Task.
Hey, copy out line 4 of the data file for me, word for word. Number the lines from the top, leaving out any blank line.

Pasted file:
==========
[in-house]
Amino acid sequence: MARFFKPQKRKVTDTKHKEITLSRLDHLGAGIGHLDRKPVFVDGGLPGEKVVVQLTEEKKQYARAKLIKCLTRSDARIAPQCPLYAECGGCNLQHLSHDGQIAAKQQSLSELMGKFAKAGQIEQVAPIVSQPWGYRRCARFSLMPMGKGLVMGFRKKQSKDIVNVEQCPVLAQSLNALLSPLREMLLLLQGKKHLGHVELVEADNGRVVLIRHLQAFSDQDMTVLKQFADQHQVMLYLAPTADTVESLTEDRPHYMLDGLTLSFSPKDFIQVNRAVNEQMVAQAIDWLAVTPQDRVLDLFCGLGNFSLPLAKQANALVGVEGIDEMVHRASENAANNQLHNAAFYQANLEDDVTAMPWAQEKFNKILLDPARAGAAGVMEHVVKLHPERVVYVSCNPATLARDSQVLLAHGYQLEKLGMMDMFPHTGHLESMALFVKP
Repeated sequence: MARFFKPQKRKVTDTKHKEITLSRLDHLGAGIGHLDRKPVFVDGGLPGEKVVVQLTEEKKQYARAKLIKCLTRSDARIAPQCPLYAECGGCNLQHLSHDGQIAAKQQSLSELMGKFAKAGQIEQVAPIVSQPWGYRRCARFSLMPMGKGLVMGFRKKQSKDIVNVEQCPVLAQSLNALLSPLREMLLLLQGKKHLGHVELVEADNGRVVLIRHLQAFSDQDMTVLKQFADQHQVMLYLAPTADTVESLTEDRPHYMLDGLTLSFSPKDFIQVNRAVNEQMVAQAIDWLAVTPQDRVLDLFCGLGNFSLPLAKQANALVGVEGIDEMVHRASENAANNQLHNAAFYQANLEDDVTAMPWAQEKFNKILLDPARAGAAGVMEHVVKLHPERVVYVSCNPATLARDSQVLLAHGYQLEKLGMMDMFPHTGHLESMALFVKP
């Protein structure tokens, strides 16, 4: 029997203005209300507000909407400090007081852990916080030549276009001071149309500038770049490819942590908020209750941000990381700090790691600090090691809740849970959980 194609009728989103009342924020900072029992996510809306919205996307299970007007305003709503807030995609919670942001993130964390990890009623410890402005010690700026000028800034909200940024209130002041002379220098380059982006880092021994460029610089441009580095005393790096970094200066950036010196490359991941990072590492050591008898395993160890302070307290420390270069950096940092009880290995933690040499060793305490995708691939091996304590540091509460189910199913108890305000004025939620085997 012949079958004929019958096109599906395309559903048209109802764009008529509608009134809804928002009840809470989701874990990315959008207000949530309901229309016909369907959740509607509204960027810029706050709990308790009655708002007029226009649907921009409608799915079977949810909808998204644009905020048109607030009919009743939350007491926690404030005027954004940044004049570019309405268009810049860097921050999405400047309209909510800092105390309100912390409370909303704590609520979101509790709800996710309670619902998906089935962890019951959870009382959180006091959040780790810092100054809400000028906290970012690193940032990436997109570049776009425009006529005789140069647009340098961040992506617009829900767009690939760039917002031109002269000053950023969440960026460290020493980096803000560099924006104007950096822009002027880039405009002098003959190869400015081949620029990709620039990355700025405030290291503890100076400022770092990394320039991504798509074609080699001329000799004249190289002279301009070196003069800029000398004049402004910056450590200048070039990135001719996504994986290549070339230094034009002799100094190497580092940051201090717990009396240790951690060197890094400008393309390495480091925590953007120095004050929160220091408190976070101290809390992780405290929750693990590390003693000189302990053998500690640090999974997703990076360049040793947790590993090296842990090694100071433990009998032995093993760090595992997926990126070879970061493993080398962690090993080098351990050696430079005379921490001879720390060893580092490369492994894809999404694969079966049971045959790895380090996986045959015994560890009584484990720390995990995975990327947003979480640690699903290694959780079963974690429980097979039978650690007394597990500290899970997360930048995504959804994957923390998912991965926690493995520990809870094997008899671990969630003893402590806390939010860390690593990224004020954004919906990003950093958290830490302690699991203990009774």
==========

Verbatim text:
């Protein structure tokens, strides 16, 4: 029997203005209300507000909407400090007081852990916080030549276009001071149309500038770049490819942590908020209750941000990381700090790691600090090691809740849970959980 194609009728989103009342924020900072029992996510809306919205996307299970007007305003709503807030995609919670942001993130964390990890009623410890402005010690700026000028800034909200940024209130002041002379220098380059982006880092021994460029610089441009580095005393790096970094200066950036010196490359991941990072590492050591008898395993160890302070307290420390270069950096940092009880290995933690040499060793305490995708691939091996304590540091509460189910199913108890305000004025939620085997 012949079958004929019958096109599906395309559903048209109802764009008529509608009134809804928002009840809470989701874990990315959008207000949530309901229309016909369907959740509607509204960027810029706050709990308790009655708002007029226009649907921009409608799915079977949810909808998204644009905020048109607030009919009743939350007491926690404030005027954004940044004049570019309405268009810049860097921050999405400047309209909510800092105390309100912390409370909303704590609520979101509790709800996710309670619902998906089935962890019951959870009382959180006091959040780790810092100054809400000028906290970012690193940032990436997109570049776009425009006529005789140069647009340098961040992506617009829900767009690939760039917002031109002269000053950023969440960026460290020493980096803000560099924006104007950096822009002027880039405009002098003959190869400015081949620029990709620039990355700025405030290291503890100076400022770092990394320039991504798509074609080699001329000799004249190289002279301009070196003069800029000398004049402004910056450590200048070039990135001719996504994986290549070339230094034009002799100094190497580092940051201090717990009396240790951690060197890094400008393309390495480091925590953007120095004050929160220091408190976070101290809390992780405290929750693990590390003693000189302990053998500690640090999974997703990076360049040793947790590993090296842990090694100071433990009998032995093993760090595992997926990126070879970061493993080398962690090993080098351990050696430079005379921490001879720390060893580092490369492994894809999404694969079966049971045959790895380090996986045959015994560890009584484990720390995990995975990327947003979480640690699903290694959780079963974690429980097979039978650690007394597990500290899970997360930048995504959804994957923390998912991965926690493995520990809870094997008899671990969630003893402590806390939010860390690593990224004020954004919906990003950093958290830490302690699991203990009774």